Several large infrastructure projects sit on the EBRPD horizon. Del Valle Regional Park gets power from the nearby city of Livermore, but pumps water for lawns, toilets, and drinking from Lake Del Valle. “The water treatment plant was built in the ’70s,” said Scheer. “The state changes drinking water regulations often, and we still pass. But we are not sure for how much longer.” Replacing the system, Scheer estimated, would cost $3 million. Las Trampas Regional Wilderness, whose water supply is fed by a 2.5 mile waterline, faces a similar issue. Constructed in the 1940s, its patched-up water system and tanks will eventually need to be replaced. In the meantime, visitors are instructed to bring enough water for themselves, their dogs, and their horses.
Build It and They Will Come
The San Francisco Recreation and Park Department was established in 1950. From Golden Gate Park to community gardens, it comprises 220 parks, playgrounds and open spaces, 25 recreation centers, nine swimming pools, and the San Francisco Zoo.
Infrastructure concerns include bringing old, inefficient irrigation systems, aging recreational and pool facilities, and dated play structures up to 21st Century standards, including ADA accessibility. There are also the usual aspects to maintain — public restrooms, pathways, roadways, and about 131,000 trees — plus the particular problems of urban parks, such as graffiti-covered walls, pilfered copper piping, and arson.
Connie Chan, deputy director of public affairs for the department, estimates SFRPD’s deferred maintenance costs at $1 billion. “We’re in an urban, dense area — seven times seven miles of land with more than 800,000 residents and almost two million visitors in San Francisco on a daily basis,” Chan said. “Put it all together, and that makes for a lot of wear and tear on parks and facilities.”
During the past four years, funds from the 2008 Clean and Safe Neighborhood Parks Bond ($185 million) have been used to address several of the department’s infrastructure concerns. The city’s 30 miles of urban trails were given $5 million for renovations, and $11.4 million was allotted to public bathrooms. The popular 13.7-acre Mission Dolores Park received $13.2 million to address drainage and irrigation problems, and to renovate a playground and tennis courts.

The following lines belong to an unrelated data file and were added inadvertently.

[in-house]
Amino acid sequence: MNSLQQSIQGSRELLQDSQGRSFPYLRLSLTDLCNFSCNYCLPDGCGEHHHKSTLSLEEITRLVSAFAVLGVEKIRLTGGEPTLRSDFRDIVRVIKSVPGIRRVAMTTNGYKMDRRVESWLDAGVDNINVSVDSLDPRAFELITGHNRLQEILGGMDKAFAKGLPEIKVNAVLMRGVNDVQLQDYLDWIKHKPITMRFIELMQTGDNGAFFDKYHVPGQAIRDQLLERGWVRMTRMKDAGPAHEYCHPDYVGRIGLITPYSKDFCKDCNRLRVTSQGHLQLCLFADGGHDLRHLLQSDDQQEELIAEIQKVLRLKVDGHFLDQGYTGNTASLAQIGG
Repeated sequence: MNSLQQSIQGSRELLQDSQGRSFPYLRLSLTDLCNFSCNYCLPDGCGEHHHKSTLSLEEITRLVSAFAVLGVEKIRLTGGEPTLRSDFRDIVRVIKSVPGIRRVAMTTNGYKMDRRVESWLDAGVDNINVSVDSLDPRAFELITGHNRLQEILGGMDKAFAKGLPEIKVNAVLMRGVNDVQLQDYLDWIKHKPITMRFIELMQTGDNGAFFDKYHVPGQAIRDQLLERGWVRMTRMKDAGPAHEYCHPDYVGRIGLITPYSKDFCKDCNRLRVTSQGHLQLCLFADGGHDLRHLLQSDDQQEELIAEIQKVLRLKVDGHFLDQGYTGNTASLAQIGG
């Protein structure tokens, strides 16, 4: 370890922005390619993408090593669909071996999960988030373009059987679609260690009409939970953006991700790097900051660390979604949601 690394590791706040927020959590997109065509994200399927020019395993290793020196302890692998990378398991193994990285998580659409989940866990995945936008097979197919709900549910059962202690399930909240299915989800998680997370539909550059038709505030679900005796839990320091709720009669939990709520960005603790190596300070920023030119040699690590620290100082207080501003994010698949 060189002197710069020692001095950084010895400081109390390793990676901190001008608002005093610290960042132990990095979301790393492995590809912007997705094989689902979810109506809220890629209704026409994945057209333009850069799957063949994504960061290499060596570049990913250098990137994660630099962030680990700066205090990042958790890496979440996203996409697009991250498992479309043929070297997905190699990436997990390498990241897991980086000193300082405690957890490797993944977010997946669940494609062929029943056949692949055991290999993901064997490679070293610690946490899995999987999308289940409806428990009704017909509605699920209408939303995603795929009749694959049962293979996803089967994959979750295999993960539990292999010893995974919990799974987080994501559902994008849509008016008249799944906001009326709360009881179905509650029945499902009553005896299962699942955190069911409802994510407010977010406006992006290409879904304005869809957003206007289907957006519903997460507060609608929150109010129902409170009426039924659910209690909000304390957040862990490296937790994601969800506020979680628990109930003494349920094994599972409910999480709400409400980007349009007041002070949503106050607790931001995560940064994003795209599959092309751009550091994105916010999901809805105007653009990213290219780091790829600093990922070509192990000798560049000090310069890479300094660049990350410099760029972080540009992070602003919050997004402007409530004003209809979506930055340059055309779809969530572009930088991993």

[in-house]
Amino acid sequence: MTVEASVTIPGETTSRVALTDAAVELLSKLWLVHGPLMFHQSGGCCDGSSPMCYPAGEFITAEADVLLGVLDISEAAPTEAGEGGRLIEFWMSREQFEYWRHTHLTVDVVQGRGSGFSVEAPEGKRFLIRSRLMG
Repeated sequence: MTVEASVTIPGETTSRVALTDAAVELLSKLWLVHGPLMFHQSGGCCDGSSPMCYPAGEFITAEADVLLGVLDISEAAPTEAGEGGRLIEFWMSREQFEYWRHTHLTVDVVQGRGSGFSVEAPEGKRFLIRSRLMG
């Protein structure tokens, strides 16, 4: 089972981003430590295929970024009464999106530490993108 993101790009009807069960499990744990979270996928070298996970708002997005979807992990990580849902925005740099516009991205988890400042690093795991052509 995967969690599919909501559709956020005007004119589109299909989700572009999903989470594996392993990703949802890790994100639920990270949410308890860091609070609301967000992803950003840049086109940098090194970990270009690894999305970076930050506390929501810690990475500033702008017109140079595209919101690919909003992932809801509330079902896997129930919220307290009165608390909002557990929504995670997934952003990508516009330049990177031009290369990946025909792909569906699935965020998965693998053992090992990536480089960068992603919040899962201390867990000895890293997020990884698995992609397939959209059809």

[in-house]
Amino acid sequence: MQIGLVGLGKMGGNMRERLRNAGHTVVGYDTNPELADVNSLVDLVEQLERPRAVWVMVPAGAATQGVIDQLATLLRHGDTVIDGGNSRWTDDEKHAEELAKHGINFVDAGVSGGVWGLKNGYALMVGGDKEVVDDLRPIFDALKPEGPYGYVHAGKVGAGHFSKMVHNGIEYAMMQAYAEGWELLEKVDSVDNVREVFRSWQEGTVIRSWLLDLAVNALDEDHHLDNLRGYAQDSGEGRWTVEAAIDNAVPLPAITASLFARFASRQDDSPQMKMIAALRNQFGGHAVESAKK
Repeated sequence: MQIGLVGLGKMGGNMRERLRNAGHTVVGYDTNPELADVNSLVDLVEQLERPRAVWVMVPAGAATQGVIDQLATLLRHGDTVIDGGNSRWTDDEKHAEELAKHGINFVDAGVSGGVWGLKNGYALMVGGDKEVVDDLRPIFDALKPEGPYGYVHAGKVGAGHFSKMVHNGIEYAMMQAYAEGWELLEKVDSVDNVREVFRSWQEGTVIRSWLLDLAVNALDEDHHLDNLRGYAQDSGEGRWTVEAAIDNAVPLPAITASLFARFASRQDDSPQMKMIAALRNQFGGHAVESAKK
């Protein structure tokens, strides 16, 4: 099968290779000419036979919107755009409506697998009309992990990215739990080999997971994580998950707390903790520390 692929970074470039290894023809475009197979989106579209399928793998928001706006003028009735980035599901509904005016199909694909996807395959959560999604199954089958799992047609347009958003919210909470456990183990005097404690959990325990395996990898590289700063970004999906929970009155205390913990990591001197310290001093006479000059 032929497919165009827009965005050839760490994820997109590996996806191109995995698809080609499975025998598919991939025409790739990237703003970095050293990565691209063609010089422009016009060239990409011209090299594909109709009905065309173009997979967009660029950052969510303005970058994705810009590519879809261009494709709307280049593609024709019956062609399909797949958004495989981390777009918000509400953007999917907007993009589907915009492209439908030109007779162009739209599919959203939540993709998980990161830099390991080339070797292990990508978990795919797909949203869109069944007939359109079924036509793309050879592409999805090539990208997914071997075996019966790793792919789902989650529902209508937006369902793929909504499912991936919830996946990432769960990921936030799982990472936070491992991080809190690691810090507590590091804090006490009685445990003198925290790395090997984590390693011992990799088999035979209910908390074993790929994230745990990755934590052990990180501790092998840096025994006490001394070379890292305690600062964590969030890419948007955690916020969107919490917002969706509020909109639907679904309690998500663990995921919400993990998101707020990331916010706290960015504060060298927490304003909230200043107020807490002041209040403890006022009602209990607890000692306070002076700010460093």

But perhaps the biggest recipient of the bond’s largess was the Betty Ann Ong Chinese Recreation Center. Built in 1951 and located in one the city’s most densely populated areas, the center has been historically a key place for inner city youth. It badly needed seismic upgrades and updated facilities. (It’s one of the largest emergency shelters in the area.) This July the department completed a $21 million makeover.
SFRPD hopes voters will pass the 2012 Clean and Safe Neighborhood Parks Bond this November. The $195 million-bond would include $99 million for neighborhood parks, $34.5 million for waterfront open spaces, $15.5 million for failing playgrounds, $13 million for forestry, trails, and water conservation, and a “long awaited” $21-million investment in Golden Gate Park, Lake Merced, and McLaren Park, including major infrastructure improvements.
The Big Picture
The ASCE San Francisco Section’s final grading gave the Bay Area’s recreational and open space facilities a C, and its specialized facilities, such as pools and performing arts centers, a D-. But their outlook for the future is not entirely glum. “We believe some cases are terribly underfunded, and these needs have to have the support of the public,” said Kincaid. “But the people of San Francisco and the Bay Area have been very supportive when it comes to addressing specific needs with ballot measures. We can’t break that trust going forward.”